Seshadri: Toyota Recall Tests the Company's Legendary Supply Chain Process
Toyota Motor Corp. has announced a recall of eight models to fix a sticking pedal problem, which has affected hundreds of thousands of the company's constomers. Sridhar Seshadri (right), a professor in the McCombs School's Department of Information, Risk, and Operations Management, along with Ananth Iyer and Roy Vasher recently published, “Toyota’s Supply Chain Management: A Strategic Approach to Toyota's Renowned System.” Below, the authors discuss the current troubles at Toyota.
Toyota, the most venerable manufacturing corporation in the world, appears to have stumbled. Is this a simple misstep or is this a systematic failure? It is clear that Toyota thinks the problem is serious, judging by its decision to halt production and issue recalls across the board of RAV4, Corolla, Matrix, Avalon, Camry, Highlander, Tundra and Sequoia. They also claim to have identified the cause of the problem. Public reports identify a supplier in Indiana of brake pedals as the source for the defective parts.
In our book on Toyota, we identified five principles that drive supply chain design at Toyota: the choice of volume, variety, variability, velocity and the use of learning, or V4L for short. In addition, we devote a chapter that outlines Toyota’s crisis management process.
One wonders which of the V4L factors that have changed recently -- the sudden growth and swings in volume, rapid increase in variety offered beyond the vanilla Camry and Corolla, demand swings accompanied with significant pressures to stay profitable or the expansion of the workforce without a 100 percent adoption of the Toyota culture -- have resulted in stress on the supply chain.
In the early 2000s Toyota launched a significant drive to cut costs. It reported that substantial savings accrued when it reduced the variety of components. With reduced variety, a defect in a single component affects many assemblies and products. Did Toyota cut costs too much, leaving its supply chain out of tune on the V4Ls? How much responsibility was vested in suppliers, and did they have the capabilities? Should Toyota have developed a second supplier for such a key high-volume part?
Judging by its profits prior to 2007, Toyota had grown immensely profitable. In a similar situation in the mid-1990s, Toyota chiefs became wary of excessive profitability. They invested in the Prius project instead of resting on the laurels of having broken through to the larger car segment in the U.S. market. Did Toyota miss the early signs in 2007 of systemic imbalance? Are they outliers from which CEOs can learn about their system? Do windfall profits signal increase in risk and revenue without concurrent increase in necessary supply chain redesign expenses?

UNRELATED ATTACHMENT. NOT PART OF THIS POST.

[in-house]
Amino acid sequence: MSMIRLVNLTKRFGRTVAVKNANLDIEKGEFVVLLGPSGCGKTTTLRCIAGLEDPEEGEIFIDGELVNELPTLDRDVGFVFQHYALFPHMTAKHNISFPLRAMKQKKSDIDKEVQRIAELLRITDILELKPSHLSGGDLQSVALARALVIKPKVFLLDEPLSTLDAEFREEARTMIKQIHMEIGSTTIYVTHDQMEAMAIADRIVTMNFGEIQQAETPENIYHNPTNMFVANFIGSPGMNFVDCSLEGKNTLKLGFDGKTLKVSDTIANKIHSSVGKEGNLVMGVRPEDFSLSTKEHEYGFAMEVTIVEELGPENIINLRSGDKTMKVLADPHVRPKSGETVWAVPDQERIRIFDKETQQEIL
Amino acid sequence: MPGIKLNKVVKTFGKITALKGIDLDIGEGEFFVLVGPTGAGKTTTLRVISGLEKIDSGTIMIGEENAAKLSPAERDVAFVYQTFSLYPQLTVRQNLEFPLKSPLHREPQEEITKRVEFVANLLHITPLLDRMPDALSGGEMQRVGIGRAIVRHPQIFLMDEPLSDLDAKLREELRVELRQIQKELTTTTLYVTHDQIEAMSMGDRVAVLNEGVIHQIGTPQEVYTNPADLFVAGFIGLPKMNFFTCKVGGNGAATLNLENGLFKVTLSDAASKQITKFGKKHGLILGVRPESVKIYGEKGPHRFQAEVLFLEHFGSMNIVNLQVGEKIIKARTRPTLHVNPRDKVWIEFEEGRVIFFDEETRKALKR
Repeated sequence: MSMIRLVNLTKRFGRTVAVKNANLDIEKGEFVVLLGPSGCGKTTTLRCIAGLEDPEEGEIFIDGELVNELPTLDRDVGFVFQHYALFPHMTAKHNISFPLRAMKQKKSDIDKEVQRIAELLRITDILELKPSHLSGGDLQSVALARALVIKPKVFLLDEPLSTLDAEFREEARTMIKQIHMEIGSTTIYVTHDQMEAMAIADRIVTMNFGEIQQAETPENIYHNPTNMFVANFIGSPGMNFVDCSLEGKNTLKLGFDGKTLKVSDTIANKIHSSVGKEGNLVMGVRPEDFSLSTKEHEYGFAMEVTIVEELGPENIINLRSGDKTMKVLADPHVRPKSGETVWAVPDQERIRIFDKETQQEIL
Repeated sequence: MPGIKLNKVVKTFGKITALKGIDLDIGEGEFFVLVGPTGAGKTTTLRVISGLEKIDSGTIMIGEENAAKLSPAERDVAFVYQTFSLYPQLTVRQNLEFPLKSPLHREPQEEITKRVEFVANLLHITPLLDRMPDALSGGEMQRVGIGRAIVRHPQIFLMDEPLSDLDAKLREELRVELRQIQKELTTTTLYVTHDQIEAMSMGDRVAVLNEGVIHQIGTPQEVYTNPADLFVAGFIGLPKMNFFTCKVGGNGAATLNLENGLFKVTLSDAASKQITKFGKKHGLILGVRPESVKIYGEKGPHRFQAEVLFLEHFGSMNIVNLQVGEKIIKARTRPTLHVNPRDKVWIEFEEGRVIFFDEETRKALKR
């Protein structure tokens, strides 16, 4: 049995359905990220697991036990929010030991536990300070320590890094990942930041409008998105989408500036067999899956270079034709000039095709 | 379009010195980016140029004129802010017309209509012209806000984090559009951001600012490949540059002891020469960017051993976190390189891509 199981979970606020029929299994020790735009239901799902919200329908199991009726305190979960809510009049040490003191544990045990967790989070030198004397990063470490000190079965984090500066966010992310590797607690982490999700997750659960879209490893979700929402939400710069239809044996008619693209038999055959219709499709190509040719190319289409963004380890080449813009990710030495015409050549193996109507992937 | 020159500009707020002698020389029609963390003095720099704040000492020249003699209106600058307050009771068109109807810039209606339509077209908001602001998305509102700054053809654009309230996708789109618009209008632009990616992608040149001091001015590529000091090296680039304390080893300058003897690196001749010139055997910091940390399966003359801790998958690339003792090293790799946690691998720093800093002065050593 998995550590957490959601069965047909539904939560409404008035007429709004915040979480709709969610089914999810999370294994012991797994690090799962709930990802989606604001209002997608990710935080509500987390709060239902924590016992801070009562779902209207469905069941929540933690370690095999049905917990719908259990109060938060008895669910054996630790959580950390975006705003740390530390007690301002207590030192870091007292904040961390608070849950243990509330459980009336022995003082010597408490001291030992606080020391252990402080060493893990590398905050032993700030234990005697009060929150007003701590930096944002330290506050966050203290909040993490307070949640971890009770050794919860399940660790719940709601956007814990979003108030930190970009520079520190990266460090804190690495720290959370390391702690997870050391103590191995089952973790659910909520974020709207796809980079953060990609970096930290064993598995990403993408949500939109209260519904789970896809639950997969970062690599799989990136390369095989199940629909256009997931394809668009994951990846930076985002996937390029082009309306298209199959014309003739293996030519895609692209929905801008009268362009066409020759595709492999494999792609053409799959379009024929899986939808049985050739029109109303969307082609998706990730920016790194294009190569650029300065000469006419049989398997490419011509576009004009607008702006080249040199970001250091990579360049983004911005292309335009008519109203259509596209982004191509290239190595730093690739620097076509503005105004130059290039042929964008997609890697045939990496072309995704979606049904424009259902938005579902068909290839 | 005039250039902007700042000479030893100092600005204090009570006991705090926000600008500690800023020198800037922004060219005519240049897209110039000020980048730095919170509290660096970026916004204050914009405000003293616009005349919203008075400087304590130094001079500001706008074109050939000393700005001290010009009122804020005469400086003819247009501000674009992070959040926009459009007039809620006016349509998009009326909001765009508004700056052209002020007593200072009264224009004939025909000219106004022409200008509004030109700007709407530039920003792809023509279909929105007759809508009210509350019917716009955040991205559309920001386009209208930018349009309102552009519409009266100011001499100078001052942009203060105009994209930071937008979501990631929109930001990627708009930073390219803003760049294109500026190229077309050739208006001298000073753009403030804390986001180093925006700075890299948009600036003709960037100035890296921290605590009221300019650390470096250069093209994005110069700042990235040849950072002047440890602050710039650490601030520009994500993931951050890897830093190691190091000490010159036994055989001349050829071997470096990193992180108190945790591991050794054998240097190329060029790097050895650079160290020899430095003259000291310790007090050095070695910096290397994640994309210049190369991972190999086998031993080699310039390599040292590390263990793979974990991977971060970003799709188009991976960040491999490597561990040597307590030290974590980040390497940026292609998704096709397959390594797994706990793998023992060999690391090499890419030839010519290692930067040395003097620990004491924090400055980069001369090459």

If we have to make a prediction, the experienced Toyota would already have considered all this and will be preparing for consolidating across its brands and production lines. Notice that there is no “pointing of fingers” to assign blame but a concerted effort to accept the problem and fix it. We also anticipate that, similar to the heroic response to the Aisin Seiki fire in the past, the Toyota supply chain will rise to the challenge and fix the associated issues to maintain customer reputation for quality. We are confident that Toyota has a team of engineers on-site at the supplier plants to “work with” the supplier to resolve this problem quickly. One can also characterize their decision to halt sales as “stopping the line by pulling the cord,” until the root cause of the defects are identified. Perhaps a new balance of the 4 Vs and the continued supply chain leadership of Toyota will resolve the problem. If the legendary processes are adhered to, the outcomes will be as expected. What may need to change given Toyota’s global footprint is the need to allow organic and unplanned growth, and develop enough organization variety to cope with the changing world.